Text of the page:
The current pier was opened to the public in September 1987, at a cost of $5 million. Our Jarhead said the locals miss the one that was there before as it was longer and wider, but this new one is six feet higher so should stand up to the waves better.
I looked up some info about Ruby’s Diners as we’ve seen a few of them by now. The first Ruby's Diner opened in1982 in a converted bait shop at the end of the Balboa Pier, where we were yesterday. Ruby was the mother of founder Doug Cavanaugh and the Ruby girl cheesecake logo was taken from a photograph taken of Ruby while cheerleading as a young girl. n recognition of Ruby, every Ruby’s Diner has a picture of Ruby’s high school graduation picture near the cash register.
We set off to go towards the border, not far away now, but as we neared San Diego news came on the overhead signs of a massive traffic delay with all lanes of the motorway blocked for hours. We got off at the next exit. Life’s too short to sit in traffic for hours, in 90!degree heat, so we set off inland. No more beaches, no more Pacific Ocean until we return to San Francisco and that’s a few weeks away yet, hopefully, as there’s so much more we have to see.
Next, we want to go to Palm Springs. This means we must retrace our steps to Oceanside. On the way, on a whim, we stop in Carlsbad, with its big overhead town sign, and are glad we did. Very smart, very upmarket and very charming place with many murals, some of which I am able to photograph. Absolutely brilliant place, especially the Carlsbad Village shops and cafes and a very famous bookshop, Fahrenheit 451, which has achieved legendary status (well, I’d heard of it), and I could have spent a good few hours inside, but no chance today.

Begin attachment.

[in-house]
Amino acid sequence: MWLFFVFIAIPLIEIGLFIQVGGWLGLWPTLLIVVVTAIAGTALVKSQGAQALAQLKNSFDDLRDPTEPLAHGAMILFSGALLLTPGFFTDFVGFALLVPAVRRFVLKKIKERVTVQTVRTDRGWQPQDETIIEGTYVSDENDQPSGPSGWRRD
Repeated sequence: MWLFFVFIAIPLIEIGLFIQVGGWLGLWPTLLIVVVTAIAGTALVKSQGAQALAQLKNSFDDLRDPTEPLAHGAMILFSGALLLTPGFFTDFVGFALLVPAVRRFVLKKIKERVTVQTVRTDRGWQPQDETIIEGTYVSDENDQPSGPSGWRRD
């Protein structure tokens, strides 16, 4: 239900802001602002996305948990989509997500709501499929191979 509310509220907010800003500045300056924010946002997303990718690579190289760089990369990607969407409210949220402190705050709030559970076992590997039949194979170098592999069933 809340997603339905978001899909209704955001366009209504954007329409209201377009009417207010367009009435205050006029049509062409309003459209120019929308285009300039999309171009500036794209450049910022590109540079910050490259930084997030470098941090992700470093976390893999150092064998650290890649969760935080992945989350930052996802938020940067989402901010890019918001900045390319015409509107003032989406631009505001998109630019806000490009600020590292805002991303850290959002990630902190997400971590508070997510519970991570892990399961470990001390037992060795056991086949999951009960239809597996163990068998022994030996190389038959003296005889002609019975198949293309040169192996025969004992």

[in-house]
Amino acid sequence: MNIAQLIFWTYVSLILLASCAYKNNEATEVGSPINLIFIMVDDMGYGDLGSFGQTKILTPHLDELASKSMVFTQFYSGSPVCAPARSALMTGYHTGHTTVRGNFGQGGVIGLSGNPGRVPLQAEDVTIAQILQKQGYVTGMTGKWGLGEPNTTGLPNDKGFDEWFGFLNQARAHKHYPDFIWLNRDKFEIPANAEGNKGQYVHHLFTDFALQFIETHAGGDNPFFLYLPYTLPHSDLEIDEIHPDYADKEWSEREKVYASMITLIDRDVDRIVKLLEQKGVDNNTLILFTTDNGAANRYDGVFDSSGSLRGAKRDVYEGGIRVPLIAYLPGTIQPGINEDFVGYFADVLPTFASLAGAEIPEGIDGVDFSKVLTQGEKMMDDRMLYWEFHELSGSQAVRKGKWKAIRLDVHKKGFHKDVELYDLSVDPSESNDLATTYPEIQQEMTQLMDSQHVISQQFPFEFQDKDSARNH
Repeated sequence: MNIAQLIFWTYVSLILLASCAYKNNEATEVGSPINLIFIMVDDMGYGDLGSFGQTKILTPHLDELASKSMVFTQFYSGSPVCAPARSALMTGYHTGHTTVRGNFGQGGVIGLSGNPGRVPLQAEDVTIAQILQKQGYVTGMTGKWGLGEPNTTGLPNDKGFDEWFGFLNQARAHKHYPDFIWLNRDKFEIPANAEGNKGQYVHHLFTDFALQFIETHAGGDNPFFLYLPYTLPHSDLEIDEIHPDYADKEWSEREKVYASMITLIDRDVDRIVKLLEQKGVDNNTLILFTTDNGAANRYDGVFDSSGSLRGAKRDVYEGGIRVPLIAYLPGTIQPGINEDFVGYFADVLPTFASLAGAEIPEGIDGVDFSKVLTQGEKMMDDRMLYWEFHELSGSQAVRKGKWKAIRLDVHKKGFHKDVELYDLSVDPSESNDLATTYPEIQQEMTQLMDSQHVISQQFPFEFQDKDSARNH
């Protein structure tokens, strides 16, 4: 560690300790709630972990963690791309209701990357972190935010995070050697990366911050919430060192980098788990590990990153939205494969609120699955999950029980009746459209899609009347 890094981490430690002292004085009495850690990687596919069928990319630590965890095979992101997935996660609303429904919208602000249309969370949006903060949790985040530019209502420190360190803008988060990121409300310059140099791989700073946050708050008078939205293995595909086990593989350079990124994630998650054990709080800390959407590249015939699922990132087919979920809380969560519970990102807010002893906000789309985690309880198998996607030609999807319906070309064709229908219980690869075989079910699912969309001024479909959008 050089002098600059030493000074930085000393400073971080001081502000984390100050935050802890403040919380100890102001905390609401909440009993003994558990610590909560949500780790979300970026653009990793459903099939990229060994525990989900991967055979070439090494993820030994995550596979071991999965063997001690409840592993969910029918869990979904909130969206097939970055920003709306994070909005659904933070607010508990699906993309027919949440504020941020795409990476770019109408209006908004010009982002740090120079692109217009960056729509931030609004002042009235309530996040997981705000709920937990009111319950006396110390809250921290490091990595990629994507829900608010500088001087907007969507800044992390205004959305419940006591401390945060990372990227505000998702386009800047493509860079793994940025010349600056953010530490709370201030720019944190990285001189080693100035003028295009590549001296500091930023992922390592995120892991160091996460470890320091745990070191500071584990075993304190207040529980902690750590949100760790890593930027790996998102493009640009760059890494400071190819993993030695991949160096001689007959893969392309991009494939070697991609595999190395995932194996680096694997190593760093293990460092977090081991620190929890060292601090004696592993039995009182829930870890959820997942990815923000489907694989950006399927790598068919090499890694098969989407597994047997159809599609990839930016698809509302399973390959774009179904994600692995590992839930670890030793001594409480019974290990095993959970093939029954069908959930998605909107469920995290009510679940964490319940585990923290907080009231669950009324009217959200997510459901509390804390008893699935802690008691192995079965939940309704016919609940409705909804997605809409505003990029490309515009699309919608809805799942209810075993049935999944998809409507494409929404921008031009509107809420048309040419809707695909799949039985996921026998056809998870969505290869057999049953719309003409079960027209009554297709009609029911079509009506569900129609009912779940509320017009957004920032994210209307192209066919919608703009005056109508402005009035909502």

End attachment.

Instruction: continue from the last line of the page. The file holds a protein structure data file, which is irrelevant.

The road inland from O’side leads through vineyards, very well kept vineyards, (should probably be saying ‘wineries,’ but I hate the word).
Also in this area are the ‘date capital of the World’ – dates for eating, not romance – and the ‘asparagus capital of the world.’ Nobody ever accused an American of understatement.
Afterwards we passed through Morongo which a bit of a shock. Seemingly in the middle of nowhere, Morongo Casino, Resort & Spa is an Indian, i.e. Native American, casino and spa and is one of the biggest casinos in California. It’s certainly among the highest as the tower is 27storeys, and 330 feet, high. 'All the Stars' it says on a billboard. Tom Jones, Olivia Newton John, The Commodores and Mike Tyson talking about life in the ring and in prison, they're all appearing here. Can barely control my excitement.
The Morongo section of the Coahuila Mission Indians own this land and much of the land around here and are permitted to provide casinos as part of their agreement with the State government.
There’s a huge wind farm as we approach Palm Springs. Sinatra loved it here and it’s one of the iconic resort destinations. It’s an oasis in a desert, but classy, not vulgar like so many other resorts. It’s still a place to be seen, to play golf and to soak up the sun. It’s almost eight o’clock in the evening by now and the outside temperature is 107 degrees. Glad we have working air con in the car.
We drive in along the Sonny Bono Memorial Highway. Sonny Bono was Mayor of Palm Springs. Interesting man, not only famous for ‘I Got You, Babe,’ he achieved a great deal after his personal and professional partnership with Sher came to an end. There’s a statue here, but I wouldn’t have recognised him without the aid of the plaque alongside.
He was also a well respected member of the US House of Representatives for four years until his death in a skiing accident. He was 62. His 4th wife, Mary Bono, took over his seat in Congress after he died and was re-elected a further seven times.
My birthday tomorrow. Not a ‘landmark one', that was last year. (Marigold edit – he’s 101 tomorrow).
Last year was spent at Hitler’s mountain retreat, the Eagle’s Nest, in the very early days of this blog. Difficult to top that, but tomorrow evening we hope to be at the Grand Canyon. Not bad, eh?